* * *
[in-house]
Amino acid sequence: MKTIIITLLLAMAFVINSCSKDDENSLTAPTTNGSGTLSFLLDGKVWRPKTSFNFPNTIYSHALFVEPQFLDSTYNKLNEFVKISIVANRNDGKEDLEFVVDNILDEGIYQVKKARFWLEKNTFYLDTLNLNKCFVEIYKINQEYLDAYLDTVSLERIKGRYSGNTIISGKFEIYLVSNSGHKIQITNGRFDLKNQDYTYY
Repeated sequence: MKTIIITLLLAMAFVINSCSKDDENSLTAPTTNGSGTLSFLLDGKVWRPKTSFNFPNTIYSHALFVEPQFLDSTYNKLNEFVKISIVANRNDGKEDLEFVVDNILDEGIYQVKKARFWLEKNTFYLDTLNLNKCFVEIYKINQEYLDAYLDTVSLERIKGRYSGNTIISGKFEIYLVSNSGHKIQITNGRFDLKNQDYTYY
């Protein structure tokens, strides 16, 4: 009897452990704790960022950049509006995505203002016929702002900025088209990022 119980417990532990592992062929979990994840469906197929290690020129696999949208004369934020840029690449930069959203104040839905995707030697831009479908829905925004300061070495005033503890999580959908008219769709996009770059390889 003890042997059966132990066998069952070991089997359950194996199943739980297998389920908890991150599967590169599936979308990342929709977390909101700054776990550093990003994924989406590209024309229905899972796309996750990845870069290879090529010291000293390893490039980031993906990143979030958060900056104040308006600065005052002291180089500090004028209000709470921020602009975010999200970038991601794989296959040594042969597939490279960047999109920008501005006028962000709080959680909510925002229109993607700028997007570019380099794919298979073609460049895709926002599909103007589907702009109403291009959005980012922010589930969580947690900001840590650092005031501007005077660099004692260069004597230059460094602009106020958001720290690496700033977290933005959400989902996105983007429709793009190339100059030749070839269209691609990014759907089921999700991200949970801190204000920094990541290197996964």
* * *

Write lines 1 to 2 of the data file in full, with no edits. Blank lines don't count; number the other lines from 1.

[in-house]
Amino acid sequence: MKTIIITLLLAMAFVINSCSKDDENSLTAPTTNGSGTLSFLLDGKVWRPKTSFNFPNTIYSHALFVEPQFLDSTYNKLNEFVKISIVANRNDGKEDLEFVVDNILDEGIYQVKKARFWLEKNTFYLDTLNLNKCFVEIYKINQEYLDAYLDTVSLERIKGRYSGNTIISGKFEIYLVSNSGHKIQITNGRFDLKNQDYTYY